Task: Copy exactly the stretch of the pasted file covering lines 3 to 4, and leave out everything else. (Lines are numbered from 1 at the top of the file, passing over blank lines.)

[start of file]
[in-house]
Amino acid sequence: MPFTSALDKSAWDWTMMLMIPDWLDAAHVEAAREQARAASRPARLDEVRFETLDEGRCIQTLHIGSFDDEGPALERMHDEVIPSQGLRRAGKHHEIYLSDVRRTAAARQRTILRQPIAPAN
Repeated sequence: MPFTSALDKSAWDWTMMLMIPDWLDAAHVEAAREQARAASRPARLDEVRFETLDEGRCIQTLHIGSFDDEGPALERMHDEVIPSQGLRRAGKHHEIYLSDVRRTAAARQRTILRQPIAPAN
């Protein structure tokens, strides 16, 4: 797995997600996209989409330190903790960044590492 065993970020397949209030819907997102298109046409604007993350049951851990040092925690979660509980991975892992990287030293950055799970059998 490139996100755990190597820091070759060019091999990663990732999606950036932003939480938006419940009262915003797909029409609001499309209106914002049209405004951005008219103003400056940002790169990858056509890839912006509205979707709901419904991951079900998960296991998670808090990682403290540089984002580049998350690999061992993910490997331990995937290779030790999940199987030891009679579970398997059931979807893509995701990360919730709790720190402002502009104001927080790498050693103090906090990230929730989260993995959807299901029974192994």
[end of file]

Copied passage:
Repeated sequence: MPFTSALDKSAWDWTMMLMIPDWLDAAHVEAAREQARAASRPARLDEVRFETLDEGRCIQTLHIGSFDDEGPALERMHDEVIPSQGLRRAGKHHEIYLSDVRRTAAARQRTILRQPIAPAN
């Protein structure tokens, strides 16, 4: 797995997600996209989409330190903790960044590492 065993970020397949209030819907997102298109046409604007993350049951851990040092925690979660509980991975892992990287030293950055799970059998 490139996100755990190597820091070759060019091999990663990732999606950036932003939480938006419940009262915003797909029409609001499309209106914002049209405004951005008219103003400056940002790169990858056509890839912006509205979707709901419904991951079900998960296991998670808090990682403290540089984002580049998350690999061992993910490997331990995937290779030790999940199987030891009679579970398997059931979807893509995701990360919730709790720190402002502009104001927080790498050693103090906090990230929730989260993995959807299901029974192994």